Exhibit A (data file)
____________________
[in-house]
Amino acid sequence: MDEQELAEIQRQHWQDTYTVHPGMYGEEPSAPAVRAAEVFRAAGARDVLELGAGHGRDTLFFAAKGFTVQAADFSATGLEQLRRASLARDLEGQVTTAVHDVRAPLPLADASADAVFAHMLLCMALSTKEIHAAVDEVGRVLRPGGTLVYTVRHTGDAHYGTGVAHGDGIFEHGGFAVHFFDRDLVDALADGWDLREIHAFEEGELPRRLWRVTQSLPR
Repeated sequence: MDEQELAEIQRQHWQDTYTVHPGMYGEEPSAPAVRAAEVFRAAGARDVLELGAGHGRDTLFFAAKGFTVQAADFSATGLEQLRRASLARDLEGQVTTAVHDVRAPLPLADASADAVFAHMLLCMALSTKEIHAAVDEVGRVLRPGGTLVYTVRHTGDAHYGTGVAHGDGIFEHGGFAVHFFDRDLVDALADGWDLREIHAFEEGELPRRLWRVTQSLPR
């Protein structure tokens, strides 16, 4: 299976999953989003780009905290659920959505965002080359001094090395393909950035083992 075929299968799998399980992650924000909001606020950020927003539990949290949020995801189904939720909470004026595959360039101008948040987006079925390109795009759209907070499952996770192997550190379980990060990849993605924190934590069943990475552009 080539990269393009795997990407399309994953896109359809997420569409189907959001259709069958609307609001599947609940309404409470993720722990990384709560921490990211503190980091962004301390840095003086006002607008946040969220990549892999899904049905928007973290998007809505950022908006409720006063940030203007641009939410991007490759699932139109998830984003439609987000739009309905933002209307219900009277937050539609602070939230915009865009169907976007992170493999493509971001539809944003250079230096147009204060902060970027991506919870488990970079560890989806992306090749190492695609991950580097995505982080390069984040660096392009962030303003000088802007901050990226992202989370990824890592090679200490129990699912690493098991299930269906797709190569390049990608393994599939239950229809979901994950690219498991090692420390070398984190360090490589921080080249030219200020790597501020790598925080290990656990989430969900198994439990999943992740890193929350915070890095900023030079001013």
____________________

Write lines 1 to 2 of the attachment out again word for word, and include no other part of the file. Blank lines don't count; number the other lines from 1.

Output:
[in-house]
Amino acid sequence: MDEQELAEIQRQHWQDTYTVHPGMYGEEPSAPAVRAAEVFRAAGARDVLELGAGHGRDTLFFAAKGFTVQAADFSATGLEQLRRASLARDLEGQVTTAVHDVRAPLPLADASADAVFAHMLLCMALSTKEIHAAVDEVGRVLRPGGTLVYTVRHTGDAHYGTGVAHGDGIFEHGGFAVHFFDRDLVDALADGWDLREIHAFEEGELPRRLWRVTQSLPR